I’ve been doing a lot of scripting work lately, automating product installs, OS configuation and deployment of our core application with a lot of PowerShell scripts, with the ultimate goal of being able to automate a “bare metal” installation of our client’s entire environment using the Microsoft Deployment Toolkit (MDT). Part of this process which has been challenging is testing the scripting of SQL Server installations for a multitude of scenarios, such as installing only a subset of features, upgrading between SQL Server 2005 to SQL Server 2008, and most importantly, the differences between installing SQL on a stand-alone server or a fail-over cluster.
Testing these scripts against stand alone machines isn’t any big deal as I have a server I use as a Hyper-V host I use to test a lot of “what if” scenarios and can make, snapshot, revert, etc. virtuals at will. But the cluster presents a challenge. As happens in most environments, servers and SAN resources to create new clusters don’t grow on trees, and while we do have development resources, since we’re actively developing against them, I don’t want to necessarily grind our primary development effort to a halt while I’m running installation scenarios on our cluster resources.
So I decided to see if I could virtualize my cluster. I was pretty sure clustering the nodes wouldn’t be any big deal, but I was less clear about how I’d provision the shared storage as I don’t happen to have my own SAN lying about. I did some research to see if anyone else had tackled this problem and stumbled upon this blog by our PFE Ireland team which pretty much detailed exactly what I wanted to do. However, their example used the Starwind Software product to create an iSCSI target for shared storage. Nothing against Starwind or their products, but I don’t have a license (and need to keep this going past the 30 day eval) and I wanted to see if I could keep this entirely within the Microsoft family.
As noted on the PFE Ireland team blog, Windows Storage Server 2008 has been released and is available to MSDN users and provides, with the installation of the Microsoft iSCSI Software Target 3.2 add on, an iSCSI target which the cluster can use as shared storage for cluster resources.
My next dillema was hardware: Part of my contribution to the environment has been to aggresively embrace virtualization technology and I am down to my Hyper-V host, a stand alone domain controller, and a couple of laptops – in short I had no free hardware to re-purpose as a dedicated Storage Server. So I decided to see if I could get away with virtualizing Storage Server as well. The process turned out to be remarkably easy, as detailed below.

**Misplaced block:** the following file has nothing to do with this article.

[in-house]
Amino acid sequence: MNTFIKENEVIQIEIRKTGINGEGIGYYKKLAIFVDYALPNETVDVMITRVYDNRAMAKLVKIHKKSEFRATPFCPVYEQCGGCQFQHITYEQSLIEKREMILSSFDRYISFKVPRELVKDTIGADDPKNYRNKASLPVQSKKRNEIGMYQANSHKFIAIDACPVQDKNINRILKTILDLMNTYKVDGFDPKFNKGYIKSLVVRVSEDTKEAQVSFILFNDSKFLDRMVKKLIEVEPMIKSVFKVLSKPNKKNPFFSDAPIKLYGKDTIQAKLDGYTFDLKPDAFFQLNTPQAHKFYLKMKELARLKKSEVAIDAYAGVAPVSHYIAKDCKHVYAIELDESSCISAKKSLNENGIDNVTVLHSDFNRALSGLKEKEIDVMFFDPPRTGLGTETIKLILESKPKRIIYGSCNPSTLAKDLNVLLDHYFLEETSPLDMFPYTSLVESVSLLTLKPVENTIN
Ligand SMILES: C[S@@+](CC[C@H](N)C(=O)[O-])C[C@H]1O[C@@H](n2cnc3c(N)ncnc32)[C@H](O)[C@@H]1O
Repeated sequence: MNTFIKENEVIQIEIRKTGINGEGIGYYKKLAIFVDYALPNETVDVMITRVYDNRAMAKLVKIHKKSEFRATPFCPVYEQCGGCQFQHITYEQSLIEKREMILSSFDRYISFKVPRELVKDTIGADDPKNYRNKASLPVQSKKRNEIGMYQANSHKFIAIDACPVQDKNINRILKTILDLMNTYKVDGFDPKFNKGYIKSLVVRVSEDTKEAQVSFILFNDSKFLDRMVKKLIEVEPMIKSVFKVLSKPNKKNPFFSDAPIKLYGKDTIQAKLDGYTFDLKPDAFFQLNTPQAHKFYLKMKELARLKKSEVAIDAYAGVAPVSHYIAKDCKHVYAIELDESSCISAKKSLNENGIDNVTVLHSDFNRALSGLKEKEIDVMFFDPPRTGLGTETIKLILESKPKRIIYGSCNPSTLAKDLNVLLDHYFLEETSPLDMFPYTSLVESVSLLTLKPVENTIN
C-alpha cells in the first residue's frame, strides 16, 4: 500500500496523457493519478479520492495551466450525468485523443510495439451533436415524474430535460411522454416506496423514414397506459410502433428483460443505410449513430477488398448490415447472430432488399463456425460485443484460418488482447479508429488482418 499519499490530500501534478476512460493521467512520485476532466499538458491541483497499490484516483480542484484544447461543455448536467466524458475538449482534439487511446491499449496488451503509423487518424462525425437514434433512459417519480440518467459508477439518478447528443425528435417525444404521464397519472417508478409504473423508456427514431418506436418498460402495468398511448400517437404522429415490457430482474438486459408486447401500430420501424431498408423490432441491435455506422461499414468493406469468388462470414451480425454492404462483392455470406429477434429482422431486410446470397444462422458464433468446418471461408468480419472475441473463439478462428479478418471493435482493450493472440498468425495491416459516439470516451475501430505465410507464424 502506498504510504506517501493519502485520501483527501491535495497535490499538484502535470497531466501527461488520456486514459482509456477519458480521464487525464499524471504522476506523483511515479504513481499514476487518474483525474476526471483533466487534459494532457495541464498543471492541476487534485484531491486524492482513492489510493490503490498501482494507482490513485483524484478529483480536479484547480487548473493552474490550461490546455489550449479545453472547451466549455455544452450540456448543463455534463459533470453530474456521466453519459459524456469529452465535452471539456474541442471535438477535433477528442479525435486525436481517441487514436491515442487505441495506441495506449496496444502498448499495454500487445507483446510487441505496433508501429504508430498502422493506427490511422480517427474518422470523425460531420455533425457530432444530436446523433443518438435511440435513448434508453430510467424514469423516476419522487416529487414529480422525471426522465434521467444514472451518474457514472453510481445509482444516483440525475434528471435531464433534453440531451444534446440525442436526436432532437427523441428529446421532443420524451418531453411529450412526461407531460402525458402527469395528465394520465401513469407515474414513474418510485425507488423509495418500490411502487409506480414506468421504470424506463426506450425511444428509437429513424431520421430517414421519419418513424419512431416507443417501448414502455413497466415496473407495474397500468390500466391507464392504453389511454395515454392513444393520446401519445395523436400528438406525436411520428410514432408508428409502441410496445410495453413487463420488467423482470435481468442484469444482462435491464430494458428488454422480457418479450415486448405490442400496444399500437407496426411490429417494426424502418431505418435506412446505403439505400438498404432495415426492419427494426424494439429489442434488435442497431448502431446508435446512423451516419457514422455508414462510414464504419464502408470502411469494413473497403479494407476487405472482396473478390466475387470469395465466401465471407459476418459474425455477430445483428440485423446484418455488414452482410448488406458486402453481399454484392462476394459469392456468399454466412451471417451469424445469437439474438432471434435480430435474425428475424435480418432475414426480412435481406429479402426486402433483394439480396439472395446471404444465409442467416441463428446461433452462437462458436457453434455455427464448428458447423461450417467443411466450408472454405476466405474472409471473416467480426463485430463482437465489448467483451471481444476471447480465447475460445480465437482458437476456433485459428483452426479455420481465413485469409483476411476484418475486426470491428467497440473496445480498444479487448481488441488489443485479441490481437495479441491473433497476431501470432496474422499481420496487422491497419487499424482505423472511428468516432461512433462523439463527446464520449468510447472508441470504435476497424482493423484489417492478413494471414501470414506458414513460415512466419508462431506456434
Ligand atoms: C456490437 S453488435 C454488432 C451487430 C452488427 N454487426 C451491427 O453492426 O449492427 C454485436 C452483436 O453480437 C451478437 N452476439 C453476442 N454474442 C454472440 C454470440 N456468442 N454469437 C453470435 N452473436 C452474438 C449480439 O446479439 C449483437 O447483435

Setting up Windows Storage Server 2008 on Hyper-V
- Setup a new virtual machine using the Hyper-V manager – I provisioned mine with 1 GB of RAM and 2 VHDs – one for the OS and one for storage.
- Setup the Windows Storage Server 2008 operating system – this is remarkably easy. It’s more or less an abbreviated Server 2008 installation. The only “gotcha” was that Storage Server utilizes a default password (wSS2008!) instead of prompting you for one.
- Log onto Storage Server using the default password, then do your normal new machine maintenance (i.e. configure Windows Update, join to domain, configure security, etc.)
- Run the Microsoft iSCSI Software Target 3.2 software. This is a separate download, available in the same directory on MSDN as the Storage Server 2008 media.
- Configure Windows Firewall to allow the iSCSI traffic – this helpful Technet article details the programs and ports needed to support the iSCSI service.
- Configure the iSCSI target and storage. The iSCSI Target is configured either under the Storage node in Server Manager, or via a dedicated MMC add in found in Administrative Tools.
- Create the virtual disks: Under “devices” in the iSCSI Target MMC, create or import the VHDs necessary to support your cluster. I created 2 small (5 GB) VHDs for my Quorum and MSDTC disk resources, and a few larger VHDs to serve as my SQL shared storage. I used my “second” VHD as the primary storage for these resources.
- Bring the disks online
- Create the iSCSI target: Above the “Devices” node is the node “iSCSI Targets.” Simply right-click this node and choose “New iSCSI Target” to start the wizard.
- NOTE: You will be prompted by the wizard for an ICN of at least one iSCSI initiator. If your cluster nodes are Windows 2008, the iSCSI initiator software is built in. If your cluster nodes are Windows 2003, you will need to download and install the iSCSI initiator software. In either case, run the software to create an ICN initiator name which will be used by your target for access. If your nodes aren’t ready for this step, you can always specify an IP address, but you’ll have to run the initiator at some point.
- Add the storage devices to your target. Right click your new target and add the storage created in the previous step to the target.
- Configure iSCSI initiators – right click the target and choose Properties. You must list each of the ICNs (or IPs) for the nodes in your cluster here, otherwise the disk resource will not be available to them.
And that’s it for the Storage Server – fairly easy.
On the cluster nodes
- Run the iSCSI Initiator
- Discover the Storage Server by entering its IP address or DNS name
- Discovery (if your firewall settings are correct and the node’s ICN or IP is configured with the target) should show the Storage Server as a target and all of the volumes created above. Bind to all of the volumes.
And voila – we now have shared storage for a cluster. The volumes should now show up as unallocated volumes in Disk Management. At this point you can allocate, format, and configure the cluster.
I was surprised at how simple the process is for doing this – it feels a little weird sharing VHDs within a VHD, but I’ve had flawless reliability and great performance. For my test needs this has been a great solution.